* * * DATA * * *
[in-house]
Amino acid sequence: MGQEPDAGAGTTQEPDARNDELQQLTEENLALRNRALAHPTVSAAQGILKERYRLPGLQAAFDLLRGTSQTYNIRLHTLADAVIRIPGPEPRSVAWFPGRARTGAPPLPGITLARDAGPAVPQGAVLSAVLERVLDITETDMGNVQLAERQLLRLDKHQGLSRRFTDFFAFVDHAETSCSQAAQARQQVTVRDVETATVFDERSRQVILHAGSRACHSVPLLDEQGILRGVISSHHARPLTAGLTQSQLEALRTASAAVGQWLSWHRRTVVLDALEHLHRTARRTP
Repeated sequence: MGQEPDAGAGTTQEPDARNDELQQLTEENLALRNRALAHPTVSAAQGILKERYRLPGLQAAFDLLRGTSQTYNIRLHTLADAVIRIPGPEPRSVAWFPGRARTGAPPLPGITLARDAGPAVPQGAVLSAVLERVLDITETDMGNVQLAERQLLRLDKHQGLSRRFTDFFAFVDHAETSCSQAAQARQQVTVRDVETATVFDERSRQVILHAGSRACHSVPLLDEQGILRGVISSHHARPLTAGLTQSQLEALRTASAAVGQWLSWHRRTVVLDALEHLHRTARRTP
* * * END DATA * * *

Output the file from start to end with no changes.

[in-house]
Amino acid sequence: MGQEPDAGAGTTQEPDARNDELQQLTEENLALRNRALAHPTVSAAQGILKERYRLPGLQAAFDLLRGTSQTYNIRLHTLADAVIRIPGPEPRSVAWFPGRARTGAPPLPGITLARDAGPAVPQGAVLSAVLERVLDITETDMGNVQLAERQLLRLDKHQGLSRRFTDFFAFVDHAETSCSQAAQARQQVTVRDVETATVFDERSRQVILHAGSRACHSVPLLDEQGILRGVISSHHARPLTAGLTQSQLEALRTASAAVGQWLSWHRRTVVLDALEHLHRTARRTP
Repeated sequence: MGQEPDAGAGTTQEPDARNDELQQLTEENLALRNRALAHPTVSAAQGILKERYRLPGLQAAFDLLRGTSQTYNIRLHTLADAVIRIPGPEPRSVAWFPGRARTGAPPLPGITLARDAGPAVPQGAVLSAVLERVLDITETDMGNVQLAERQLLRLDKHQGLSRRFTDFFAFVDHAETSCSQAAQARQQVTVRDVETATVFDERSRQVILHAGSRACHSVPLLDEQGILRGVISSHHARPLTAGLTQSQLEALRTASAAVGQWLSWHRRTVVLDALEHLHRTARRTP